Globalization has an impact on various aspects of our lives. We live in an age where global issues that affect us all are pushing us to collaborate and to understand different perspectives. In schools, teaching from a global perspective can be quite challenging.

Growth comes from stepping out of our comfort zones, which classrooms can become quite easily. Most importantly, true growth is about learning from people that don’t belong to the same culture as us — a truly eye-opening experience for students and teachers alike.

Sure, there are many other benefits that arise from teaching with a global perspective in mind. A major advantage is building cross-cultural collaboration skills, which some argue is an essential 21st century skill.

Shifting the paradigm to include a “global classroom” curriculum requires more than theory; it’s actually all about practice. There is nothing that can prepare students for cross-cultural collaboration more than practicing it, especially since there are many challenges and situations that arise in real-life settings. Students that take part in a global virtual team are more likely to develop their teamwork skills, reduce stereotyping and obtain better learning outcomes than their peers who don’t participate in a global project.

The keyword here is “virtual”. Since exchanges are great and should be encouraged in schools, in reality there could be so much more to gain from online collaboration with another classroom. Collaborating online allows your students to connect with other students from all around the world. The frequency of interactions is not limited to a set amount of time, such as one hour or one week.

For this, there are many resources and websites that help teachers make that first step to connect with other educators in a safe and structured environment. Here are just some of them:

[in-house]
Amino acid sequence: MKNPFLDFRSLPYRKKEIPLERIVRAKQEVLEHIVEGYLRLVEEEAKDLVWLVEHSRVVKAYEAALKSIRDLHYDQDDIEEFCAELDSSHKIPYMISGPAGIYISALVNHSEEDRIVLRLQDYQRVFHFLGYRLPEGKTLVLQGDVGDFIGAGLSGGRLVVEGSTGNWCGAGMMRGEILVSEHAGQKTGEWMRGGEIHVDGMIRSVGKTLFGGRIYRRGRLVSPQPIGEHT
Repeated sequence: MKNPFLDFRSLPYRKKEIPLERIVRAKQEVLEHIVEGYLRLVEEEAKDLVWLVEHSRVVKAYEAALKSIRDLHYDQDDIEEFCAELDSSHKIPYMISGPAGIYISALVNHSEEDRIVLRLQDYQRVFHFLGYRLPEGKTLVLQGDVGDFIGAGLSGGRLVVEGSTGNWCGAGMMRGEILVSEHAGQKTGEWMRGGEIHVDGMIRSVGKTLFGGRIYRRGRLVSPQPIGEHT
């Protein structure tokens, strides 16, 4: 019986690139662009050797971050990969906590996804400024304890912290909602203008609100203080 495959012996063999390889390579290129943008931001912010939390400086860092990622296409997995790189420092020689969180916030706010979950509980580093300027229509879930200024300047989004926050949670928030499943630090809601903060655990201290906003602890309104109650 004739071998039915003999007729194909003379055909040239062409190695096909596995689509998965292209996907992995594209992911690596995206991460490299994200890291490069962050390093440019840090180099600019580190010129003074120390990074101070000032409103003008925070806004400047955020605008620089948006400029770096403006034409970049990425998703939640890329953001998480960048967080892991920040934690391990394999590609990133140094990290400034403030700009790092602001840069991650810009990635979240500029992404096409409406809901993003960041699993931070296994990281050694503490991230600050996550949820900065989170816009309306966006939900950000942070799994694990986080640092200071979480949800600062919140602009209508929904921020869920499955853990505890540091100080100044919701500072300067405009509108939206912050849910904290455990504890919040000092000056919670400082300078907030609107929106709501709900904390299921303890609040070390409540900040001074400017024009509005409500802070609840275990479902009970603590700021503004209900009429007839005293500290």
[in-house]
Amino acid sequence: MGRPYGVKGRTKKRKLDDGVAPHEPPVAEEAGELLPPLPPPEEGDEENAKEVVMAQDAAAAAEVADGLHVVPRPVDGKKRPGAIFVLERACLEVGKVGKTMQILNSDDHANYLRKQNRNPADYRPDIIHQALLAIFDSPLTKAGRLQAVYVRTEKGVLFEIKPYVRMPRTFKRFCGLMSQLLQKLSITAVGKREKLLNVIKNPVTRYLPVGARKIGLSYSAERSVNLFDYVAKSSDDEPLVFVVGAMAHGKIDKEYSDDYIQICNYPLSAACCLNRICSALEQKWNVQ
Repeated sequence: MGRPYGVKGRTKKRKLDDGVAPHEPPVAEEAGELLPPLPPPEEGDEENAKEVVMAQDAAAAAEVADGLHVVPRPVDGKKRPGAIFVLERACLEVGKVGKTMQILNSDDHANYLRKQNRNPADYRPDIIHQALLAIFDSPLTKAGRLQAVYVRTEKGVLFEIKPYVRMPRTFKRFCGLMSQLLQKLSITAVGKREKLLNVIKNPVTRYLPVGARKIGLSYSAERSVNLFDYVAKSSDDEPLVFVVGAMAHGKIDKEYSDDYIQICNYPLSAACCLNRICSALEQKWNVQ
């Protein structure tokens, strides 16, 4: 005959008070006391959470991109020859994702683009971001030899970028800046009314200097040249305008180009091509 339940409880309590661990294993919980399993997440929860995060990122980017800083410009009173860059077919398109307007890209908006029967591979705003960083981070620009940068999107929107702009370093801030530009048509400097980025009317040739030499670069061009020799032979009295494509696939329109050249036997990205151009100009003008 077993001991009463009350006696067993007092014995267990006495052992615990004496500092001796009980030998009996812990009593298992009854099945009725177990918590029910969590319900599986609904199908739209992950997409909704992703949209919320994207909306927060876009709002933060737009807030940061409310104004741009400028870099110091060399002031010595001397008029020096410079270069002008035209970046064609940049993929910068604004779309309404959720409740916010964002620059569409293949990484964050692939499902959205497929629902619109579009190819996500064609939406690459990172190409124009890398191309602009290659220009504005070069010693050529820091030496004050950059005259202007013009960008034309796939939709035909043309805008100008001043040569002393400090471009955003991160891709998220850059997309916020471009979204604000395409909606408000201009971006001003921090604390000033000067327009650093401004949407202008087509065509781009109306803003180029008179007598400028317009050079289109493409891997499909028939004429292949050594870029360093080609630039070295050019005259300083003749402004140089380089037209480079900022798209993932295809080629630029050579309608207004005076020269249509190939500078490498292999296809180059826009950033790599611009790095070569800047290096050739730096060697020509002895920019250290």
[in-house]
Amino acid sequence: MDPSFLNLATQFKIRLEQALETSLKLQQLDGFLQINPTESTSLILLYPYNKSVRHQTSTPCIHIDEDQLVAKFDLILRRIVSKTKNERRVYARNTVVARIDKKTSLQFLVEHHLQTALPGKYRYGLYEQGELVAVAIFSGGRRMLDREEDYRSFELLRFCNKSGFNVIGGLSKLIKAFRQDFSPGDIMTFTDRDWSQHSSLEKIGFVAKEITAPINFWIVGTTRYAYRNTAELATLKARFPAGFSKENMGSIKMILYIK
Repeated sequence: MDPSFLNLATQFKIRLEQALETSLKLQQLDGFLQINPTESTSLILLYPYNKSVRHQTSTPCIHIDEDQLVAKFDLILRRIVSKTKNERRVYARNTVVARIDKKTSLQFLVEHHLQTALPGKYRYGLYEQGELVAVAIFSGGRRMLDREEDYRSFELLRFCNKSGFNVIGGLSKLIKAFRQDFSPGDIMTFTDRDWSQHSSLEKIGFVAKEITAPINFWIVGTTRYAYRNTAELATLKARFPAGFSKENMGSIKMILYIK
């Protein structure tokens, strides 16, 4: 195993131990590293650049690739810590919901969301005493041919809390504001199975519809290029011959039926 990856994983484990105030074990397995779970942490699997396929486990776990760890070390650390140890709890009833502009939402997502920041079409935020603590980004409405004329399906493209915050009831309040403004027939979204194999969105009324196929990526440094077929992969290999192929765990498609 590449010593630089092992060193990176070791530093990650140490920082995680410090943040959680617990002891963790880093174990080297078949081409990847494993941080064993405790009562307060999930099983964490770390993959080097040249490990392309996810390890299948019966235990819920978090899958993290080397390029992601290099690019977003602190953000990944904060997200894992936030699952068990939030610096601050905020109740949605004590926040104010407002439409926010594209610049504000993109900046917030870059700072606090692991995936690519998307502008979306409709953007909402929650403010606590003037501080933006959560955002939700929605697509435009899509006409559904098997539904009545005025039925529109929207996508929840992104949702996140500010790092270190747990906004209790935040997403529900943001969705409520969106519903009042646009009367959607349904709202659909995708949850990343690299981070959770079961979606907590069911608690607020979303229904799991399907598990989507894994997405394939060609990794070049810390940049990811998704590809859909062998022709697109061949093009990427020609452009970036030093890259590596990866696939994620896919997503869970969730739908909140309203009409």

• ePals: an educator can connect with another teacher from any part of the world. Students get to partner up as “ePals” and collaborate on different projects created by teachers.
  • iEARN: a non-profit that empowers teachers and students to work together online. According to their website, “over 2,000,000 students each day are engaged in collaborative project work worldwide.”
  • Peace Corps: while you don’t have to volunteer as a teacher in another country, Peace Corps volunteers have a lot of experience in cross-cultural collaboration — and they are sharing it with all teachers. You can use their educational resources and their World Wise Platform to connect with other teachers in the program.
  • Social media: platforms like Twitter help teachers build their personal learning network and share teaching tips and tricks. Some of them prefer to seek classroom collaborations directly. See #globalclassroom for inspiration.

Sure, this is just the beginning. Once you’ve decided that you want to implement an online collaboration project, where do you go from here?

How to build your global classroom in 4 steps

Having the technology without a solid lesson plan is no better than having a good lesson plan, but poor tech implementation. Professor Jennifer V. Lock from the University of Calgary has developed a four-item framework to help teachers design authentic collaborative learning. Here are some ideas, based on her research:

  1. Nature of inquiry

    Teachers can use the inquiry-based learning approach as a starting point for building the global collaboration project. To find a suitable topic, they must put the right questions such as “What topics do students think are important? What are the problems that they are confronted with each day?”.

    The best topics arise from thinking about a “real life” significance, something that students everywhere can make sense of in their own lives, and that is tied to their communities, and it can help them develop a better understanding of a specific subject.